Tower Heist Review
To pull of a successful heist, a proper crew is required. A group of individuals who are diverse enough to serve multiple purposes yet at the same time, work together seamlessly like a well-oiled machine. This same rule applies to films centering on elaborate heists, and if a dynamic cast is formed then that’s half the battle.
Ocean’s 11 (not the Rat Pack version, they were a group before the movie was even made) worked because every character gelled with one another perfectly. With the right crew assembled in a certain type of film, faults can be overlooked and even ignored at times; which is the case in Tower Heist, a comedic caper that has such a terrific cast it makes the implausible shallow story a genuinely fun ride.
It stars Ben Stiller in one of his most retained roles yet, as the manager of a posh high-rise in New York. He, along with the rest of the staff, become jobless when the chief resident of the building is arrested for participating in a Ponzi scheme, which renders their pensions obsolete. Stiller then puts into motion a heist which required him to gather together a ragtag team, who have all fallen victim to corporate American greed, which is basically embodied in the villainous character of Alan Alda.
While it does have a strong connection with the economic downswing crippling hundreds of hardworking employees everyday, Tower Heist is a comedy and plays with the issue rather mildly. The dialogue is in good taste, for the most part. Unlike the Apatow laugh riots being released week after week, this film generates a good deal of grins and chuckles from the improvisation between actors.
Swearing isn’t overused and in exchange for vulgarity, characters are very detailed in how they particularly feel about a subject. A scene in which the group gets detoured from planning the robbery and discusses how great lesbians are, is an example of how each personality plays off of one another to a degree that’s pitch perfect. The chemistry with the whole cast is spot-on as well, even if stereotypes are used for maximum effect.
The one component that changes the gears and gets the plot rolling is Eddie Murphy. He transforms Tower Heist into a great ensemble comedy where his work enhances anyone else who shares the screen with him. What could have been a mild-mannered heist flick with a bunch of workers turned rookie thieves, elevates into an energetic does of action once Murphy climbs onboard.
His small-time crook is a reminder of the magnetic roles that made him so famous in the 80’s. Fast-talking, conniving, savvy and with a great emphasis on pronunciation; this is the type of persona Murphy can get a real grasp of and mold into his own. Every time he isn’t on screen after he shows up, the movie loses the dose of vigor he injected into it. Hopefully Murphy returns to this type of comedy where his talent is utilized cleverly instead of being drained to the point of tedium.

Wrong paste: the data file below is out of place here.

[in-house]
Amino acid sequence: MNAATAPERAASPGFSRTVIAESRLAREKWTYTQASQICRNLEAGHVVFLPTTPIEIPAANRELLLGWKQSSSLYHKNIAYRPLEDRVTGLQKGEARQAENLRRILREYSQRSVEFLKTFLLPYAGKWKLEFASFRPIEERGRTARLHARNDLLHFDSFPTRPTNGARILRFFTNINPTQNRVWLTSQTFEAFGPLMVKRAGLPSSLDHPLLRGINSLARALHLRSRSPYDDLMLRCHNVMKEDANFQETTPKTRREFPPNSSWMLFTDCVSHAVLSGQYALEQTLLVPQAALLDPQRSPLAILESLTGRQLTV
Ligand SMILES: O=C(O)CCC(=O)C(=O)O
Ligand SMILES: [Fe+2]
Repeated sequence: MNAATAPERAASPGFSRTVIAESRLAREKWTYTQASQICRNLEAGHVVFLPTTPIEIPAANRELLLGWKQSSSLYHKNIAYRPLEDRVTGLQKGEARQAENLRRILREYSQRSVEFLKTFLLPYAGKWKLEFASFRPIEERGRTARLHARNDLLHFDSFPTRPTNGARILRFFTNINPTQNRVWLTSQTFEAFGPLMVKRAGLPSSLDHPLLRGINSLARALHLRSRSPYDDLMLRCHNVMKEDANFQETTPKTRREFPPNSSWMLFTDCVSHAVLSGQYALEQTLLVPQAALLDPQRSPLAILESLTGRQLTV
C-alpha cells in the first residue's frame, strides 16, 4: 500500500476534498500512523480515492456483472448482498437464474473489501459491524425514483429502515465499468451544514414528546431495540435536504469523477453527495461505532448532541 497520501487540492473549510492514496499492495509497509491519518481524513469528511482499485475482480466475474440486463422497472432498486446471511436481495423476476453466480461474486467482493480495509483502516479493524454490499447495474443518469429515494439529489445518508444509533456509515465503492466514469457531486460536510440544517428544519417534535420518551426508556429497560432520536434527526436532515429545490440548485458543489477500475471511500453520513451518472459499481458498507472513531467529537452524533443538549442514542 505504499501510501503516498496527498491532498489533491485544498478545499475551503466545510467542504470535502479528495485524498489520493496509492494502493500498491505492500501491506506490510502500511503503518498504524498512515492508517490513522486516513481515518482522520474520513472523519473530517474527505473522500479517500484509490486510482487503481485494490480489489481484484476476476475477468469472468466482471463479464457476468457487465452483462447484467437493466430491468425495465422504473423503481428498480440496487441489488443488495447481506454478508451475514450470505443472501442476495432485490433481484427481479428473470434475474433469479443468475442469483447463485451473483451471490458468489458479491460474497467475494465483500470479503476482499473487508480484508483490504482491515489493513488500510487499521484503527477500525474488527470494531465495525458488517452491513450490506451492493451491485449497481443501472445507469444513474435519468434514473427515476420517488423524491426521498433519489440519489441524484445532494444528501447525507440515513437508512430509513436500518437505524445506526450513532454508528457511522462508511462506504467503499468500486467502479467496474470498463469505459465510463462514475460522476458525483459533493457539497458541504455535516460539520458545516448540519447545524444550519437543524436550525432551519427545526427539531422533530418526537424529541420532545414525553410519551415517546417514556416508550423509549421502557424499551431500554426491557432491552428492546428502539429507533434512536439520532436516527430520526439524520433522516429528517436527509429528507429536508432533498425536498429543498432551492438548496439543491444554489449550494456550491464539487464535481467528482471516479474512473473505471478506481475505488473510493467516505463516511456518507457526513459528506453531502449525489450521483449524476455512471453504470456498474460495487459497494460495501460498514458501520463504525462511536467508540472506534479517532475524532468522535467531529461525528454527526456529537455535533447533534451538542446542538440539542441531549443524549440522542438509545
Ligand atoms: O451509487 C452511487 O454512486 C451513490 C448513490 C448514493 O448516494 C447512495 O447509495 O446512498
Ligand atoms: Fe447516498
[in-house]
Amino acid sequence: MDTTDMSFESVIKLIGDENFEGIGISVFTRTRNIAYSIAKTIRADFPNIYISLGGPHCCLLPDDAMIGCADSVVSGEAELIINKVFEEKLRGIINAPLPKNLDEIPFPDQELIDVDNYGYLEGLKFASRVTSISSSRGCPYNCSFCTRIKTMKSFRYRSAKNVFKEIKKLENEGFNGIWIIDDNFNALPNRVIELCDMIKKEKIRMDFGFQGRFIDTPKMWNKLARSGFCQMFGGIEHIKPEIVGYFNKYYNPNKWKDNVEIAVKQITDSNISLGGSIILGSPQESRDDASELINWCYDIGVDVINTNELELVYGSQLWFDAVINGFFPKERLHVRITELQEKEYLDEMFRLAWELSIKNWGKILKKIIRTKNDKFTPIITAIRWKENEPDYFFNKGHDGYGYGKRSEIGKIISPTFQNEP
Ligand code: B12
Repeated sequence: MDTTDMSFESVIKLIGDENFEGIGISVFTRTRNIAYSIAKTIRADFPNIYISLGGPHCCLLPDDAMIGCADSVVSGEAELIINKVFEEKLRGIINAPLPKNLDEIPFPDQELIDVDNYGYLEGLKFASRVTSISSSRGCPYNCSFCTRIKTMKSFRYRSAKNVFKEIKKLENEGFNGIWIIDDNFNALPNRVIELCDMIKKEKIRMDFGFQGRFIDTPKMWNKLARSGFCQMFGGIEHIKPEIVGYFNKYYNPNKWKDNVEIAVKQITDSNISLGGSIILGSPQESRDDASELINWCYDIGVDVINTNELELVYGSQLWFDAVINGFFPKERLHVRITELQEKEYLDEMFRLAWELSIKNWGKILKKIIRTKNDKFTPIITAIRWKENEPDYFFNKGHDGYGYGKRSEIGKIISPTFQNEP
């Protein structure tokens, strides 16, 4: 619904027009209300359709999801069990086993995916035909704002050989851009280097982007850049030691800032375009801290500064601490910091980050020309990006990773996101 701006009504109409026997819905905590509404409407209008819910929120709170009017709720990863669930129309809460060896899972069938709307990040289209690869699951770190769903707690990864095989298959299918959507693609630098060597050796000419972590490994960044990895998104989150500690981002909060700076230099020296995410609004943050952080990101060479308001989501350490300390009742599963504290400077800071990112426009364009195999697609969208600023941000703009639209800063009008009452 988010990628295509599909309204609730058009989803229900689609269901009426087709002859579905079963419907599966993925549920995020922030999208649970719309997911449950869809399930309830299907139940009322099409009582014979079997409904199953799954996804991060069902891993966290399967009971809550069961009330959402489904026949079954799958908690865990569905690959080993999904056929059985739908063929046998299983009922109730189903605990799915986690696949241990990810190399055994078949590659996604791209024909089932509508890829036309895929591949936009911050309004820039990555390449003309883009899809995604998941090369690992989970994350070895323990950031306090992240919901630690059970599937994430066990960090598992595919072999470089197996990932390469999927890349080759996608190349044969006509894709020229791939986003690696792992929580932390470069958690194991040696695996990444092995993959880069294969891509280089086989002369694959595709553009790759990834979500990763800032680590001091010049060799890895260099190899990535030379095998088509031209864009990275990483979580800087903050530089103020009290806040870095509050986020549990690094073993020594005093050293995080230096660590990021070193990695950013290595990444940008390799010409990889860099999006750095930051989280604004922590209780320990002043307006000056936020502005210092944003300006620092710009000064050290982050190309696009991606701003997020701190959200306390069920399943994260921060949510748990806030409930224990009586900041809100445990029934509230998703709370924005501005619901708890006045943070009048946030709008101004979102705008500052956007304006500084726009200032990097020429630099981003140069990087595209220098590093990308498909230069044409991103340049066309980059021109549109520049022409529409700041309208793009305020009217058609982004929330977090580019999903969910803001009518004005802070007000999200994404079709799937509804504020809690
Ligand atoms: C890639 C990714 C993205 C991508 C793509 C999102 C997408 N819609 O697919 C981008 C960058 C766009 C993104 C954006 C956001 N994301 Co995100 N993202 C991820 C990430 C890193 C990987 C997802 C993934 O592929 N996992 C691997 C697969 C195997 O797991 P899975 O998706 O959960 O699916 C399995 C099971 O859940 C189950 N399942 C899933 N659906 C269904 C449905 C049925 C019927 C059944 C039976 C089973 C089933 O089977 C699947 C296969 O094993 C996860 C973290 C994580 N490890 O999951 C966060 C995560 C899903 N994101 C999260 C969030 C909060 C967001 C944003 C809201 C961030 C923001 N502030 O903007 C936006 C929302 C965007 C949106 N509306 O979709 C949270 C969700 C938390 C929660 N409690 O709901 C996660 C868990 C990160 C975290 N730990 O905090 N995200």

The story is orchestrated in a way that stays loose and carefree for about two-thirds, until the heist itself takes over and dominates all sense of proper understanding. This is where the ludicrously insane robbery proves to be too over the top. Without giving much away, let’s just say a Ferrari dangling out of a tower with multiple people attached to it is not a smart idea for a heist. Still, the climax is incredibly suspenseful and will have audiences clinging to their seats, thanks to a smart technique for filming height as an impending source of horror.
Aside from Murphy the cast is superb, ranging from the likes of Mathew Broderick’s nerdy stockbroker to Gabrielle Sidibe’s fierce Jamaican maid. Everyone has terrific timing that delivers laughs that are well-earned as opposed to appearing overly forceful. Alda plays against type as an oily weasel with no compassion for the damage he’s caused, he remains a confident bad guy until the end who’s easy to loathe.
As the leader, Stiller plays the straight man who tries to keep the group together which doesn’t have him exploding into fits of uncontrollable rage seen in the Focker films. His romance subplot with Téa Leoni is so thin it could be ignored, but not falling in love with an actress like her often proves impossible. The sincere nature she inhabits is appealing even as a throwaway love interest.
Tower Heist is too much fun too dislike. It may not be the smartest or even the funniest film of the year, but it does feature one of the best ensemble casts seen in a comedy for a while now. Every actor has their moment to shine and they all work comfortably as support among one another. However it’s Murphy who really steals the show, designed in a role that was tailor made just for him and his impeccable comedic flair for adding the right amount of levity to any given situation. This is a comeback vehicle for him that doesn’t feature any fatsuits or exploits the idea of multiple roles, it’s just good old fashioned Reggie Hammond.
Tower Heist is too much fun too dislike. It may not be the smartest or even the funniest film of the year, but it does feature one very entertaining ensemble that makes for a great ride.